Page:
Higher Level Thinking Questions for Reading Video

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  • 0:00 What are High-Level…
  • 1:01 Using Higher-Order…
  • 2:19 Higher-Order Thinking…
  • 3:45 Higher-Order Thinking…
  • 5:20 Create, Evaluate, Analyze
  • 6:13 Lesson Summary
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Lesson Transcript
Instructor: Sharon Linde
Educational trends encourage the process of metacognition, or understanding one's own thinking. This requires a teacher to develop higher-level thinking questions. This lesson will help educators reach fluency in developing these kinds of questions.

What Are High-Level Thinking Questions?

High-level thinking questions give students a chance to use and apply skills they already know. Take a moment to consider lower-order thinking skills, such as memorization or recall. Although these skills take practice, they don't require the learner to engage in analytical thought. High-level thinking comes into play when students are asked to take their knowledge and use it in specific ways, like comparing, inferring, categorizing, connecting or debating. In this way, using high-order thinking questions gives teachers a chance to challenge student understanding.

A useful tool when developing high-order thinking questions is Blooms Taxonomy, a chart devised to categorize levels of thought. Refer to the chart when creating high-level thinking questions; focus on going beyond remembering and understanding, the lower two levels, and asking questions requiring students to apply, analyze, evaluate and create.

Using Higher-Order Thinking Questions When Reading

As readers, we all begin by trying to make sense of letter-sound relationships. Eventually, we understand phonics and develop a hefty set of sight word vocabulary. With that complete, we can begin reading text that requires us to understand the complexities of plot and other elements. To do this well, we need to implement new strategies in order to comprehend what we read.

Employing high-order thinking skills when reading fiction encompasses several primary areas. Obviously the reader thinks about about surface elements within a story, such as who's doing what; however, the student also engages in metacognition, which can be defined as thinking about one's own thinking. Metacognitive questions include:

  • Why is this character doing that?
  • How does this text make me feel?
  • Do I agree or disagree with this text?

In regard to nonfiction text, readers need to not only remember and understand important concepts, such as names and dates, but also how these facts relate to the larger picture. For example, in addition to knowing Abraham Lincoln was assassinated on April 15, 1865, a reader using higher-order skills will be able to communicate the impact of the event in differing ways. Let's take a look at more specific strands for fiction and nonfiction texts.

Higher-Order Thinking for Fictional Text

Using higher-order questions for reading means you're asking students to understand what they read in several ways: retelling facts, inferring meaning and evaluating intentions. As a teacher, asking your reader to move beyond simple recall prompts a deeper connection to characters and plot, reinforcing skills that allow the reader to engage with the text on a deeper level. Consider some of the following typical high-order thinking questions for fiction.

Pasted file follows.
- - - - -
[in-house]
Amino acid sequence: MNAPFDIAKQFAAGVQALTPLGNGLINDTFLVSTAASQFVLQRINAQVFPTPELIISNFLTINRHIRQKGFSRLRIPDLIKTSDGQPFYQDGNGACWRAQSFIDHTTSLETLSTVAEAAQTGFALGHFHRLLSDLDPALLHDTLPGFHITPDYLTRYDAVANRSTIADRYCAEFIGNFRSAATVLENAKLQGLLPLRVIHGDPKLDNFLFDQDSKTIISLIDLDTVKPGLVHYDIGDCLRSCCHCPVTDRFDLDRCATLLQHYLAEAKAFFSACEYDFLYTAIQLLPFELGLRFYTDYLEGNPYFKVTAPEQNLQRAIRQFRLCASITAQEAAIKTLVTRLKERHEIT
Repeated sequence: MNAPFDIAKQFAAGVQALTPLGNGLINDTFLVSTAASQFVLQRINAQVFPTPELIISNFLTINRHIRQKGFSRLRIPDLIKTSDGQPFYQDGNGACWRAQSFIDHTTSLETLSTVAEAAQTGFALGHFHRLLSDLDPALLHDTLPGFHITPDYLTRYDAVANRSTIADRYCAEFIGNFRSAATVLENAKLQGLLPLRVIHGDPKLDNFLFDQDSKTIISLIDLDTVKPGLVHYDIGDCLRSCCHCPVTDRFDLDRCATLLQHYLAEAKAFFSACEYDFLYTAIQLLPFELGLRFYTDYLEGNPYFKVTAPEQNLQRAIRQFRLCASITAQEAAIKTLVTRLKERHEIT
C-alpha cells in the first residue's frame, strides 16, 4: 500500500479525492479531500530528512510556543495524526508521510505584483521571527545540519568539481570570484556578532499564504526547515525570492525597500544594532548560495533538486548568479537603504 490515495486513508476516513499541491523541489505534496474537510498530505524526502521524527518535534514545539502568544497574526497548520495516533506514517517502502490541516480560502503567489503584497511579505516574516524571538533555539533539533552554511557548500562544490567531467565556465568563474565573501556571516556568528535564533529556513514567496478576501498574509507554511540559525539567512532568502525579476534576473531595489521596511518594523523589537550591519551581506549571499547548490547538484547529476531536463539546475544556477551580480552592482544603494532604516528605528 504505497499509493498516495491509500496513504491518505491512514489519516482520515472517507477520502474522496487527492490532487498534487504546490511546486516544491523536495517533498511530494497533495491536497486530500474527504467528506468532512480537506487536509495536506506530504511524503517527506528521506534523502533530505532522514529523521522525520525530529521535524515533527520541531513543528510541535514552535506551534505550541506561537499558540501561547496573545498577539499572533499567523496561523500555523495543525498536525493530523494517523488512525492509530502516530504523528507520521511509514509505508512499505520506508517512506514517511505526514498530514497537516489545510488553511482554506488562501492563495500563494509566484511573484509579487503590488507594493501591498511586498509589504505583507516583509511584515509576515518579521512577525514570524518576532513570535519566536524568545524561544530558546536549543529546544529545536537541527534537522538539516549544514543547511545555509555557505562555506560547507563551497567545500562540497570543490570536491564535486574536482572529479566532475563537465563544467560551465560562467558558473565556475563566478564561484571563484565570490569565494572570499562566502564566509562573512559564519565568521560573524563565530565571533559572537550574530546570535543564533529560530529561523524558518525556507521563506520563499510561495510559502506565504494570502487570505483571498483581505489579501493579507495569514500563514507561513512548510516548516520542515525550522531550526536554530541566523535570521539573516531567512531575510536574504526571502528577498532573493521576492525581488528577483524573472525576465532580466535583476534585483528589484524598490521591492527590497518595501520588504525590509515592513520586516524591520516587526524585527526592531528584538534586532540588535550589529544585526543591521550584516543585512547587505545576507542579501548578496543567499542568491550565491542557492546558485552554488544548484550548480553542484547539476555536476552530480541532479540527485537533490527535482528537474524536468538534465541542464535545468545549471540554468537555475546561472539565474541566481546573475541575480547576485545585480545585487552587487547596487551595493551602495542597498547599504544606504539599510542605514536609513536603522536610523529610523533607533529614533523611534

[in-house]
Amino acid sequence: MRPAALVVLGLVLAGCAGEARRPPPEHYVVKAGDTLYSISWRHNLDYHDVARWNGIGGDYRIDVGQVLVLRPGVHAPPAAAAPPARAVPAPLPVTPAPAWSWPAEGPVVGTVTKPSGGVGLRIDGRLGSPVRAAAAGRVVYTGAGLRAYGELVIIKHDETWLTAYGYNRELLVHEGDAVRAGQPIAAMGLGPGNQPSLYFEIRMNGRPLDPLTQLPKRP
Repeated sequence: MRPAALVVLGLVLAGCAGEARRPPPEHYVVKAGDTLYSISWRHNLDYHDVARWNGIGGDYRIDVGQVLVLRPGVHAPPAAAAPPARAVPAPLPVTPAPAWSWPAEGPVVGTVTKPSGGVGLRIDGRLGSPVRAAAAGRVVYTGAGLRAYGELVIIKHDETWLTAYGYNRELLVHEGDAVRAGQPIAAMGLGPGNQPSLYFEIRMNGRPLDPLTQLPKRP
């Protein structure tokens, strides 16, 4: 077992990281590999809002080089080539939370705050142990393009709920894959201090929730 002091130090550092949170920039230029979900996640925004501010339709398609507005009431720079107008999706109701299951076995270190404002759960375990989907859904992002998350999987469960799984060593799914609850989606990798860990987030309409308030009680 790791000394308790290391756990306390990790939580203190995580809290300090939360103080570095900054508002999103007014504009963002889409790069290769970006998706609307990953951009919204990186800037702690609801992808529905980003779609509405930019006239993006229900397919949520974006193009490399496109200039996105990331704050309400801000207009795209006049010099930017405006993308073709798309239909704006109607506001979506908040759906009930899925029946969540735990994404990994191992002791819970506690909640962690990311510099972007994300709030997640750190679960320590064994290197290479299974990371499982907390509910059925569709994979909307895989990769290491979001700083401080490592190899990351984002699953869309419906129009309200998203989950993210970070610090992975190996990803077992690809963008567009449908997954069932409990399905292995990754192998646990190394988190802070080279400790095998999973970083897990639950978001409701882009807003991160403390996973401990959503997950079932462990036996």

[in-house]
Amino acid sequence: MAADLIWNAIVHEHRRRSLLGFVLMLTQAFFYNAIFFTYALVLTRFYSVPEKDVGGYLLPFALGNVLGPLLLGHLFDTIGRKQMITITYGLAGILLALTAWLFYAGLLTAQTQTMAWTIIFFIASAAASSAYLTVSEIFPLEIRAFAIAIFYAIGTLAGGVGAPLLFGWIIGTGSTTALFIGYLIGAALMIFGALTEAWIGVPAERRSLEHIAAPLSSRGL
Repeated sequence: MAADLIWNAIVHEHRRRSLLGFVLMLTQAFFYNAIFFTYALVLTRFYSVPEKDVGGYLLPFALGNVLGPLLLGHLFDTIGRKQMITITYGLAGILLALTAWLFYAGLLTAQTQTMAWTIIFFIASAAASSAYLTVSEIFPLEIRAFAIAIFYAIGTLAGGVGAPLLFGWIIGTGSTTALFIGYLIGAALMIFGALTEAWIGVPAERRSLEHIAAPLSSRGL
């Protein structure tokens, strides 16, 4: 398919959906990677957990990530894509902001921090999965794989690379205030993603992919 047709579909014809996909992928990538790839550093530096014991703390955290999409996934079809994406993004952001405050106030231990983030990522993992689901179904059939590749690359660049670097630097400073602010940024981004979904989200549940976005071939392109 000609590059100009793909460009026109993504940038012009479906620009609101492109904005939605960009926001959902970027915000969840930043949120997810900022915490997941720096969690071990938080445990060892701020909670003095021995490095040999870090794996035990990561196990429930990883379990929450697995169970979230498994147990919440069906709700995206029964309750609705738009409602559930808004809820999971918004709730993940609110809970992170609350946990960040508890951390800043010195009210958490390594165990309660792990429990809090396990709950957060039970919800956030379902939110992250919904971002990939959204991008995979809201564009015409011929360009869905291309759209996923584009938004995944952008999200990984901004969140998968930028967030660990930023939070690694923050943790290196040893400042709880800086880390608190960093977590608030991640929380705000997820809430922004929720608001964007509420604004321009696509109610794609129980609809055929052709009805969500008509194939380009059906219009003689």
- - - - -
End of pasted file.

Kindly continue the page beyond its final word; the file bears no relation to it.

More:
Questions within the text are questions like:

  • What was the problem in the story?
  • How was the problem solved?
  • What did the characters in the story enjoy?

Questions beyond the text include:

  • Why did the character make this choice?
  • How did the character's feelings change?
  • What was surprising about the end of the story?
  • What does this story remind you of?

Finally, we come to questions about the text. These questions are often more involved and can include questions such as:

  • What did the main character learn?
  • What was the most important part of the story?
  • Why did the author choose the title?
  • Do you agree with how the author chose to end the story?

Notice the questions become more complex as students look outside the story. Although it appears the questions build upon each other, try not to ask them in a sequential order. Instead, ask questions from each category equally to support understanding of how each level relies on the other.

Higher-Order Thinking for Nonfiction Text

The curricular emphasis within schools has shifted from fiction to nonfiction in the past several years. As we prepare students for real-world experiences, we want to provide the tools necessary to navigate within our local and global communities. Because our everyday lives require us to understand and think about nonfiction much more than fiction, teachers need to pay special attention to instructing students on how to think about their thinking when reading nonfiction. What's the word again? Oh yeah - metacognition.

For nonfiction text, questions within the text consist of:

  • What important dates are in the text?
  • What important facts are in the text?
  • What did you learn from the text features (photos, graphs, charts)?
  • What did certain vocabulary words mean?

When looking beyond the text, the following are some helpful questions:

  • What makes _ important?
  • What impact do you think this event had on history?
  • What does it mean that we now understand _?
  • How does knowing this information change your opinion?

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